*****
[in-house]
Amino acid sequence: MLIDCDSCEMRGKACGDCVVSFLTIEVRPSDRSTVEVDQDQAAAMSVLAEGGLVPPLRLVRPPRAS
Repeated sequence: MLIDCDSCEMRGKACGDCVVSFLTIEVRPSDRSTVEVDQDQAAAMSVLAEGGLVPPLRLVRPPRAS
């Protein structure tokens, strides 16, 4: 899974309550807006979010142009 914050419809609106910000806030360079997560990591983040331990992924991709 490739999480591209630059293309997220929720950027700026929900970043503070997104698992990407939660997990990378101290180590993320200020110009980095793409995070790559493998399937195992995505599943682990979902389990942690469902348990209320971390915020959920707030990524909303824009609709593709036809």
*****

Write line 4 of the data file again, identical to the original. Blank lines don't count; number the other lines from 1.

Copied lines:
């Protein structure tokens, strides 16, 4: 899974309550807006979010142009 914050419809609106910000806030360079997560990591983040331990992924991709 490739999480591209630059293309997220929720950027700026929900970043503070997104698992990407939660997990990378101290180590993320200020110009980095793409995070790559493998399937195992995505599943682990979902389990942690469902348990209320971390915020959920707030990524909303824009609709593709036809």